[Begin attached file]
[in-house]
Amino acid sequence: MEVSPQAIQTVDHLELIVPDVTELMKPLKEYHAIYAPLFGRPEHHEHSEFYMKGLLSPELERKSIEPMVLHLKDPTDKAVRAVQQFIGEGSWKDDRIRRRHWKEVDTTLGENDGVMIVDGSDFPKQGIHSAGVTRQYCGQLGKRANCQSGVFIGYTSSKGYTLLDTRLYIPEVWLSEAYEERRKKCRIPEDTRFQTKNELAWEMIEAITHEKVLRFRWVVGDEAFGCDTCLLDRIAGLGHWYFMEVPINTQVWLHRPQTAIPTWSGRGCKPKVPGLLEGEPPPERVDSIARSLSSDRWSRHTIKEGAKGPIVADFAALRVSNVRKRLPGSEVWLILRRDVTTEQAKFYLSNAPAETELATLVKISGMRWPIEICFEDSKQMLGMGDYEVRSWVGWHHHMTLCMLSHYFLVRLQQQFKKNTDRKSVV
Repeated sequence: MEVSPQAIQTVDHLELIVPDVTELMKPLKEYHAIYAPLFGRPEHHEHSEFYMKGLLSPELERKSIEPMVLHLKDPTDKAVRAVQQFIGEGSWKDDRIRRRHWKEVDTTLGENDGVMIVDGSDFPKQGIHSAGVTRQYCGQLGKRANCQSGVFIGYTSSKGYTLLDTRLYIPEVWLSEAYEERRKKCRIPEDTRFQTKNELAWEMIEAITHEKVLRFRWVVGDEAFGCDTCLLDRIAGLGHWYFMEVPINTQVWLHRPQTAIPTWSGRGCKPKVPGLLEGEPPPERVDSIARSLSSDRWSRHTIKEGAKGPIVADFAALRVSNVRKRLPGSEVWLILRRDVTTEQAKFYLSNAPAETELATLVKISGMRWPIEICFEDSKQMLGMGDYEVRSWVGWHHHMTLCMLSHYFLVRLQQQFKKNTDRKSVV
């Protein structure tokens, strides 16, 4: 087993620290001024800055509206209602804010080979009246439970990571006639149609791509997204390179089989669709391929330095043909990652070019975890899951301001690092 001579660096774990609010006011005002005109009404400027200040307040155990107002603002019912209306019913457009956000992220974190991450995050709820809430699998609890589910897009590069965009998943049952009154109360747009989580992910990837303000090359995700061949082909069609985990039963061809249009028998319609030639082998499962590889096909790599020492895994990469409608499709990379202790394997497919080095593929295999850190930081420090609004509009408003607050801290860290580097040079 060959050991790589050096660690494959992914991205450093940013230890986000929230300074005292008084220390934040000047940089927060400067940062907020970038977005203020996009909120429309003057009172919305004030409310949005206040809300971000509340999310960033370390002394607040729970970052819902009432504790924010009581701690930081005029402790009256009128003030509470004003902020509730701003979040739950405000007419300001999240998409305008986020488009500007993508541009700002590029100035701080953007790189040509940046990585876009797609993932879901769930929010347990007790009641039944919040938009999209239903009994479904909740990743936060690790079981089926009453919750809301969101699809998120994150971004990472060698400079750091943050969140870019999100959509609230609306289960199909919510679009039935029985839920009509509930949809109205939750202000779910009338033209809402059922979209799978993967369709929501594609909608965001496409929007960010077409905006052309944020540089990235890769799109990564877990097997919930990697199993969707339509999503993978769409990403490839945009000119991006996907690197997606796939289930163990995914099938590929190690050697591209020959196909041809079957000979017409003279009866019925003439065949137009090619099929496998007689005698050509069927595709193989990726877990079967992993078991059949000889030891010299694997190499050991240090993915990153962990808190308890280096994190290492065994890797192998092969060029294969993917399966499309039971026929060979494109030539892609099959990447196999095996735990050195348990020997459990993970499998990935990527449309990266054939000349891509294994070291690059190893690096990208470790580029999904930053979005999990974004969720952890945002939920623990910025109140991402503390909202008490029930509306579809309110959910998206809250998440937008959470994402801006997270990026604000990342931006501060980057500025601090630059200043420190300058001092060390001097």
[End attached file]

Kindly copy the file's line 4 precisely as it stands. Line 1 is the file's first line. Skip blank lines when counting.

């Protein structure tokens, strides 16, 4: 087993620290001024800055509206209602804010080979009246439970990571006639149609791509997204390179089989669709391929330095043909990652070019975890899951301001690092 001579660096774990609010006011005002005109009404400027200040307040155990107002603002019912209306019913457009956000992220974190991450995050709820809430699998609890589910897009590069965009998943049952009154109360747009989580992910990837303000090359995700061949082909069609985990039963061809249009028998319609030639082998499962590889096909790599020492895994990469409608499709990379202790394997497919080095593929295999850190930081420090609004509009408003607050801290860290580097040079 060959050991790589050096660690494959992914991205450093940013230890986000929230300074005292008084220390934040000047940089927060400067940062907020970038977005203020996009909120429309003057009172919305004030409310949005206040809300971000509340999310960033370390002394607040729970970052819902009432504790924010009581701690930081005029402790009256009128003030509470004003902020509730701003979040739950405000007419300001999240998409305008986020488009500007993508541009700002590029100035701080953007790189040509940046990585876009797609993932879901769930929010347990007790009641039944919040938009999209239903009994479904909740990743936060690790079981089926009453919750809301969101699809998120994150971004990472060698400079750091943050969140870019999100959509609230609306289960199909919510679009039935029985839920009509509930949809109205939750202000779910009338033209809402059922979209799978993967369709929501594609909608965001496409929007960010077409905006052309944020540089990235890769799109990564877990097997919930990697199993969707339509999503993978769409990403490839945009000119991006996907690197997606796939289930163990995914099938590929190690050697591209020959196909041809079957000979017409003279009866019925003439065949137009090619099929496998007689005698050509069927595709193989990726877990079967992993078991059949000889030891010299694997190499050991240090993915990153962990808190308890280096994190290492065994890797192998092969060029294969993917399966499309039971026929060979494109030539892609099959990447196999095996735990050195348990020997459990993970499998990935990527449309990266054939000349891509294994070291690059190893690096990208470790580029999904930053979005999990974004969720952890945002939920623990910025109140991402503390909202008490029930509306579809309110959910998206809250998440937008959470994402801006997270990026604000990342931006501060980057500025601090630059200043420190300058001092060390001097």